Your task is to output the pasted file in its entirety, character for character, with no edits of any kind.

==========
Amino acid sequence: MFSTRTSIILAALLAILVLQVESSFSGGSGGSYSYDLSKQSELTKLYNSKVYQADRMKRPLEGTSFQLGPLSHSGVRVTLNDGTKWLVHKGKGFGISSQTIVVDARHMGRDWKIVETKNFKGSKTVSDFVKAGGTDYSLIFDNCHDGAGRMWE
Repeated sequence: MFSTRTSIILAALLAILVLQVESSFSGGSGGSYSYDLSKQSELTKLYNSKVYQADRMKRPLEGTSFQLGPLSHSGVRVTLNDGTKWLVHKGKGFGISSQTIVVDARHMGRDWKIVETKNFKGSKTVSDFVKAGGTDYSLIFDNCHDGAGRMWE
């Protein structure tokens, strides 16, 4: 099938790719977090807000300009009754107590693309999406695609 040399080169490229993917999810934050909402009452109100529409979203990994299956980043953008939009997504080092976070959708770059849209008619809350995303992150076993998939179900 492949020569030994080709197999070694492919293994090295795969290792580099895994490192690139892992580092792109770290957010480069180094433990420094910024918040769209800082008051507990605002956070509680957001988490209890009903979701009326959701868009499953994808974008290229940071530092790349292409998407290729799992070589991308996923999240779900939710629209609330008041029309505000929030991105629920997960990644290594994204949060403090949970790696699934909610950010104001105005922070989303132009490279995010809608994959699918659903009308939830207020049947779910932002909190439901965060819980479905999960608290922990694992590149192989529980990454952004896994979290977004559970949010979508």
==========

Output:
Amino acid sequence: MFSTRTSIILAALLAILVLQVESSFSGGSGGSYSYDLSKQSELTKLYNSKVYQADRMKRPLEGTSFQLGPLSHSGVRVTLNDGTKWLVHKGKGFGISSQTIVVDARHMGRDWKIVETKNFKGSKTVSDFVKAGGTDYSLIFDNCHDGAGRMWE
Repeated sequence: MFSTRTSIILAALLAILVLQVESSFSGGSGGSYSYDLSKQSELTKLYNSKVYQADRMKRPLEGTSFQLGPLSHSGVRVTLNDGTKWLVHKGKGFGISSQTIVVDARHMGRDWKIVETKNFKGSKTVSDFVKAGGTDYSLIFDNCHDGAGRMWE
């Protein structure tokens, strides 16, 4: 099938790719977090807000300009009754107590693309999406695609 040399080169490229993917999810934050909402009452109100529409979203990994299956980043953008939009997504080092976070959708770059849209008619809350995303992150076993998939179900 492949020569030994080709197999070694492919293994090295795969290792580099895994490192690139892992580092792109770290957010480069180094433990420094910024918040769209800082008051507990605002956070509680957001988490209890009903979701009326959701868009499953994808974008290229940071530092790349292409998407290729799992070589991308996923999240779900939710629209609330008041029309505000929030991105629920997960990644290594994204949060403090949970790696699934909610950010104001105005922070989303132009490279995010809608994959699918659903009308939830207020049947779910932002909190439901965060819980479905999960608290922990694992590149192989529980990454952004896994979290977004559970949010979508």